Sunday, July 06, 2014


We adore Roasted Red Pepper Fougasse, but alas, no peppers on hand, so today we’ll bake two versions of fougasse -- onion rosemary flat bread and another topped with za'tar.
First the dough.  You can use any yeast or pizza dough you prefer. I’m a fan of the Master Dough recipe in Artisan Bread in Five Minutes a Day and made a version of their olive oil dough, subbing whole wheat for some of the AP flour and using a tad more olive oil.

Onion and Rosemary Fougasse
Ingredients for basic dough
2 ½ c lukewarm water
1 ½ T yeast (or two packets)
1 T sugar
1 ½ T salt
4 T olive oil
4 c AP flour
2 ½ c whole wheat flour

  1. Stir the yeast and sugar in the water and let it bloom for about 10 minutes.
  2. Add the olive oil to the wet mix.
  3. Combine salt and flours, then mix with wet ingredients.
  4.  Mix until well combined. Some folks prefer no-knead method. I love my standup mixer. Using the dough hook, the ingredients combine to make a non-sticky dough after about 5 minutes. Works for me.
  5. Cover and set aside for about 2 hours for the first rise.
  6. Now you’re ready to form the fougasse. Don’t forget to pre-heat the oven to 425.
  7.  Quick aside: Because you’ll have enough dough to make several fougasse, I suggest holding off adding the secondary components until you are ready to bake.
  8. For the onion rosemary bread, I lightly browned ½ medium red onion in a tad of olive oil and drained it well on paper towels. Then I chopped about 2 T of rosemary fresh from the garden.
  9. Divide the dough into 5. Take one of those and knead the half of the onion and rosemary into the dough, roll out to about ½" thin, then cut slits in the traditional design. Fougasse looks like a leaf. Like this or this or this. This short video demystifies the process. 
  10. I topped the second batch with za’tar.. Brush the top of the dough lightly with olive oil, then sprinkle the herbs and maldon salt.
  11. If you’re famished, you can actually throw this in the oven now. But letting the dough sit for 20-30 minutes yields a slightly lightly bread. Remember to brush the top with olive oil before popping it in the oven.
  12. If you use a baking stone, you know the drill. Sprinkle it lightly with cornmeal, then slide on the bread. Otherwise, a baking sheet with parchment paper works well.
  13. Bake until golden, about 20-25 minutes.
  14. Then mangia. Fougasse is best eaten fresh from the oven!

Monday, June 23, 2014

Ginger Shrimp & Pork Wonton Rolls

This is a non-traditional, very fast recipe for when we crave shrimp wontons. With ginger. Lots of ginger. Serve them with a sweet chili sauce; my go-to brand is Mae Ploy (I've never made it from scratch as we don't eat it very often), which you can find at most Asian food stores but can also purchase online. This recipe serves 4-6.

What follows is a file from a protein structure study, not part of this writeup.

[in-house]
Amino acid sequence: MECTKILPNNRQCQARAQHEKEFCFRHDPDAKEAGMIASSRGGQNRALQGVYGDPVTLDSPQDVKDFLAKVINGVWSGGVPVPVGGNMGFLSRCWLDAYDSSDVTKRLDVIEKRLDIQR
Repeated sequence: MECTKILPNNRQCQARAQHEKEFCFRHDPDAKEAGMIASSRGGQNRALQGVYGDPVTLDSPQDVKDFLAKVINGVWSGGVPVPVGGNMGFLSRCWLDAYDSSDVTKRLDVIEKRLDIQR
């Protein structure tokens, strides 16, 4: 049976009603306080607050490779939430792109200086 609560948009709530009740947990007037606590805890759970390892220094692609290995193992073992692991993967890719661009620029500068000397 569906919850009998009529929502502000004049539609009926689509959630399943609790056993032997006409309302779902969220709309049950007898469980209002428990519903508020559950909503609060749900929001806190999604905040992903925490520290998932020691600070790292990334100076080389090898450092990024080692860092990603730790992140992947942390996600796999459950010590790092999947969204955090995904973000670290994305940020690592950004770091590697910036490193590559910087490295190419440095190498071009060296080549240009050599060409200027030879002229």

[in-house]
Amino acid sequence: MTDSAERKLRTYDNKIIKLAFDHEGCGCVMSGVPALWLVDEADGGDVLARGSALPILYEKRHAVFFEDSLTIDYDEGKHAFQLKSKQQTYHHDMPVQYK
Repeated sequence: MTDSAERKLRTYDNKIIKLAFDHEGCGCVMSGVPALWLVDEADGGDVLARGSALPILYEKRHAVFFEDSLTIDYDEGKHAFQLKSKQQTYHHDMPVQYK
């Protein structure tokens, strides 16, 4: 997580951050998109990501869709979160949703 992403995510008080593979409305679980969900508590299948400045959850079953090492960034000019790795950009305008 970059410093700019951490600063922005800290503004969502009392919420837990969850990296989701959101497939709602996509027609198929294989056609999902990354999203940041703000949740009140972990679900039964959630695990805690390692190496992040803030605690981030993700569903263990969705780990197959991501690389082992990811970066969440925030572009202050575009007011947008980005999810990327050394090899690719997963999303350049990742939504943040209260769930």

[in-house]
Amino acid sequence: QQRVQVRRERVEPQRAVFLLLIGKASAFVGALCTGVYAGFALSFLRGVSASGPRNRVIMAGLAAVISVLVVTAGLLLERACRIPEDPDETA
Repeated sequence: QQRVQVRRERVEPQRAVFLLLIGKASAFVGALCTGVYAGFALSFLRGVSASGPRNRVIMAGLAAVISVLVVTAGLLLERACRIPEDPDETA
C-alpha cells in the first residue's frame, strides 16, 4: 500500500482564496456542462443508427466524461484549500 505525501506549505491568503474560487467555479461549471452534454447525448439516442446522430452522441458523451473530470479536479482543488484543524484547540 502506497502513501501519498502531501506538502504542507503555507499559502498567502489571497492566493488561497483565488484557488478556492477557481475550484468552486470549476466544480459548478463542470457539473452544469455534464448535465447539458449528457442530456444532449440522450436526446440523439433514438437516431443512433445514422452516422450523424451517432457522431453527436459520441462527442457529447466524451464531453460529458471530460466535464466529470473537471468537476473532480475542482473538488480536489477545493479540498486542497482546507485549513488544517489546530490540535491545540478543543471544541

Ginger Shrimp & Pork Wonton Rolls

2 lb shrimp
1 lb lean ground pork
1/2 head small cabbage
1/2 small red onion
1-3 inches of fresh ginger
2 T mirin or sherry
1 T soy sauce
2 T hoisin sauce (optional)
1 T sesame oil
2 t cornstarch
1 lb egg roll wraps
vegetable oil for frying

  1. Briefly pulse the shrimp in the food processor or chop by hand.
  2. In a large mixing bowl, add the shrimp to the pork.
  3. Shred the onion and cabbage in the food processor or chop by hand.
  4. Mince or grate ginger on a microplane -- to taste. We like a lot.
  5. Add all the other ingredients to the bowl and mix by hand until well combined.
  6. Put a heaping tablespoon of the shrimp mix in the middle of a wonton wrapper and fold it. There should be directions on the back of the egg roll package if you don't know how and of course, there are plenty of suggestions on the internets.
  7. Heat your skillet to medium. When the oil sizzles, add the rolls, folded side down, and brown them slowly, so the meats cook thoroughly and the wrappers are golden brown on all sides.
  8. Drain on paper towels. Eat while warm.
You can use the smaller wrappers if  you prefer smaller portions or wish for these to be an appetizer rather than a main course.

Sunday, June 01, 2014

Lemon Gluten-free Madeleines

With friends and family members going gluten-free, I'm determined to learn to bake gluten-free goodies. I went a little crazy when Costco had an aisle of GF flours and got one of everything. Then I googled gluten-free recipes and felt like I'd just opened Pandora's box.  I had no xanthum gum, no sweet rice flour, way too much garbanzo flour and a boatload of coconut flour -- but no plan.

So I'm starting with madeleines. This recipe is simple and makes a small batch (about a dozen) -- perfect for a trial recipe.

First I made a gluten-free flour mix with the flours I had on hand, based on Jeanne’s Gluten-Free All-Purpose Flour Mix. (You can use All Purpose GF flour if you prefer.) You'll only need about 3/4 c. for the madeleines; store the extra flour in an airtight container.
  • 170g brown rice flour
  • 205g white rice flour
  • 120g tapioca flour
  • 120g sweet sorghum flour
  • 25g cornstarch
  • 2 t. xanthum gum
Then I (mostly) followed the directions that I found here, which was inspired by this recipe.

Gluten-free Madeleines
105g gluten-free flour mix
1/2 t. baking powder
70g unsalted butter, melted and slightly cooled
2 large eggs
1/2 t. lemon juice
100g granulated sugar
2 t. vanilla
Zest of 1 lemon

  1. Beat eggs and sugar for a few minutes. [Love my standing mixer.]
  2. While that's happening, nuke the butter on low until it's melted.
  3. Add vanilla & lemon juice to the butter, and dump the liquid into the mixer.
  4. In a separate bowl, mix the baking powder with the flour and lemon zest.
  5. Fold in the liquid until well blended and chill the dough for 30 minutes.
  6. Pre-heat the oven to 400 degrees.
  7. Prepare the madeleine tray, fill, and bake until the cakes are golden, about 12 minutes.
  8. Let the madeleines cool a few minutes before popping them out of the molds.